The grant of exclusive legislative power to Congress over enclaves that meet the requirements of Art. I, Sec. 8, Clause 17, bars state regulation unless Congress consents to state regulation. Paul v. United States, 371 U.S. 245, 263, 83 S.Ct. 426, 437, 9 L.Ed.2d 292 (1963); West River Electric v. Black Hills Power & Light Co., 918 F.2d 713, 716 (8th Cir.1990). Furthermore,

because of the fundamental importance of the principles shielding federal installations and activities from regulation by the states, an authorization of state regulation is found only when and to the extent there is a clear congressional mandate, specific congressional action that makes this authorization of state regulation clear and unambiguous.

Hancock v. Trane, 426 U.S. 167, 179, 96 S.Ct. 2006, 2013, 48 L.Ed.2d 555 (1976) (citations omitted); West River, 918 F.2d at 716. Thus, federal law is the only law governing Lake City Plant, except to the extent Congress specifically authorizes state regulation.1

Plaintiffs argue that the following language is an express authorization of state legislation in federal enclaves:

Nothing in this subchapter 42 U.S.C. § 2000e, et seq. shall be deemed to exempt or relieve any person from any liability, duty, penalty, or punishment provided by any present or future law of any State or political subdivision of a State, other than any such law which purports to require or permit the doing of any act which would be an unlawful employment practice under this subchapter.

42 U.S.C. § 2000e-7.

This provision provides that Title VII does not preempt state statutes that also prohibit employment discrimination. It does not state that state law shall govern in a federal enclave where it otherwise would not apply. Thus, plaintiff's claims under Missouri's statutes prohibiting employment discrimination must be dismissed.

C. Plaintiff's Common Law Claims Are Not Preempted by Federal Law

In the two common law counts, plaintiffs allege that harassing telephone calls were made from the Lake City Plant to plaintiff Mashel Miller at her apartment in Independence, Missouri. Defendant argues that the alleged torts occurred on federal property outside the legislative power of Missouri.

A cause of action for negligence does not arise until the plaintiff suffers an injury. Biscoe v. Kowalski, 290 S.W.2d 133, 138 (Mo. banc 1956); Quick v. All Tel Missouri, Inc., 694 S.W.2d 757, 759 (Mo. App.1985). When the injury is to a plaintiff's person, as opposed to her property, the claim generally will arise wherever the plaintiff happens to be when she is injured. The same principle applies to intentional torts.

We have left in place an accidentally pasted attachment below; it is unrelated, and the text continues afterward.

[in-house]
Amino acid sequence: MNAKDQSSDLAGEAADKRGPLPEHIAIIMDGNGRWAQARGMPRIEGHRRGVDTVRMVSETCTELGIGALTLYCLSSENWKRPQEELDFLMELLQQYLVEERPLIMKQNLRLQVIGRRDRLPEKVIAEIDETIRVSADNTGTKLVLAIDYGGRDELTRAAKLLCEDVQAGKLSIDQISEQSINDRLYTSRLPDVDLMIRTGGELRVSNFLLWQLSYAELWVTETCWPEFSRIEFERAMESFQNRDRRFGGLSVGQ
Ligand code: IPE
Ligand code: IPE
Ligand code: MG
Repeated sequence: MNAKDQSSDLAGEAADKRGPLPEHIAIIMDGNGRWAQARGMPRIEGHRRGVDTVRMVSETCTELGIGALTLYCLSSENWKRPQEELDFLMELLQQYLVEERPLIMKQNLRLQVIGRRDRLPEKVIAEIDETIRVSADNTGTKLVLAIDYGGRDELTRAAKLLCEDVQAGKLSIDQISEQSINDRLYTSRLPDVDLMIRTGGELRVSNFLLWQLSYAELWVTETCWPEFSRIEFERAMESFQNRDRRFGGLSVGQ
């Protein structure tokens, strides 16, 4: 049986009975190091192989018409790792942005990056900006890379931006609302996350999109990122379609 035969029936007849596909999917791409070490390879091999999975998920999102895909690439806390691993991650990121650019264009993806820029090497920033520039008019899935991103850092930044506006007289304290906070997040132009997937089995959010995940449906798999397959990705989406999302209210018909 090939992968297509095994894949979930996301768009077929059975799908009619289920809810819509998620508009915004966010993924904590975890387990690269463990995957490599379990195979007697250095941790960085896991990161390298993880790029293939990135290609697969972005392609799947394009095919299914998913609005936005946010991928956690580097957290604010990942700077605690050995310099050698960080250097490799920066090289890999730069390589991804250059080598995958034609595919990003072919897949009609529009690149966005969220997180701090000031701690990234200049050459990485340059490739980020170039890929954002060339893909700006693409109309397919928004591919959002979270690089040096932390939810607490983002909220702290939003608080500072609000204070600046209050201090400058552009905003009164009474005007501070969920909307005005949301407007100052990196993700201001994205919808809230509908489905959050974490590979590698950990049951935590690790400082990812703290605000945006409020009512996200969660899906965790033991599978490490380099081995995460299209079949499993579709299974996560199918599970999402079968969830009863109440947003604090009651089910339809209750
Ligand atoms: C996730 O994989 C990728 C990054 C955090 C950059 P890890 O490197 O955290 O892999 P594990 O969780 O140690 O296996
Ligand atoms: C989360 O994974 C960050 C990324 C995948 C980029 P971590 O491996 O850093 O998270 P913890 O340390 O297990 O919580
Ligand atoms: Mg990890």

Here, the alleged distress occurred in plaintiff's home in Independence. Thus, the claim arose in Independence, not at the Lake City Plant. Independence is subject to the legislative power of Missouri. Therefore, plaintiff Mashel Miller's Missouri common law claims cannot be dismissed on the ground that the tort occurred on federal property.

D. Plaintiff's Claim For Intentional Infliction of Emotional Distress Will Be Dismissed

Defendant argues that plaintiff Mashel Miller's claim for intentional infliction of emotional distress must be dismissed because plaintiffs do not allege outrageous conduct.

The elements of the tort of intentional infliction of emotional distress are: 1) defendant's conduct was extreme and outrageous, 2) defendant acted in an intentional or reckless manner, and 3) defendant's conduct resulted in severe emotional distress. Hendrix v. Wainright Industries, 755 S.W.2d 411, 412 (Mo.App.1988). For the third element it is necessary to plead "the emotional distress is medically diagnosable and medically significant." Id. Plaintiff properly pled the third element. See Second Amended Petition for Damages at 11.

"As a threshold it is first for the court to determine whether an average member of the community upon learning of the facts alleged by plaintiff would exclaim `outrageous!'" Hendrix, 755 S.W.2d at 412. The conduct must be so outrageous "as to go beyond all possible bounds of decency, and to be regarded as atrocious, and utterly intolerable in a civilized community." Id.; Pretsky v. Southwestern Bell Telephone Co., 396 S.W.2d 566, 569 (Mo. banc 1965).

Here, plaintiff alleges:

defendant, by and through its employees, on several occasions made telephone calls to the plaintiff at her residence in Independence, Missouri. The defendant, by and through its employees, during the aforestated telephone calls repeatedly insisted that plaintiff immediately attempt to requalify with a firearm and that her failure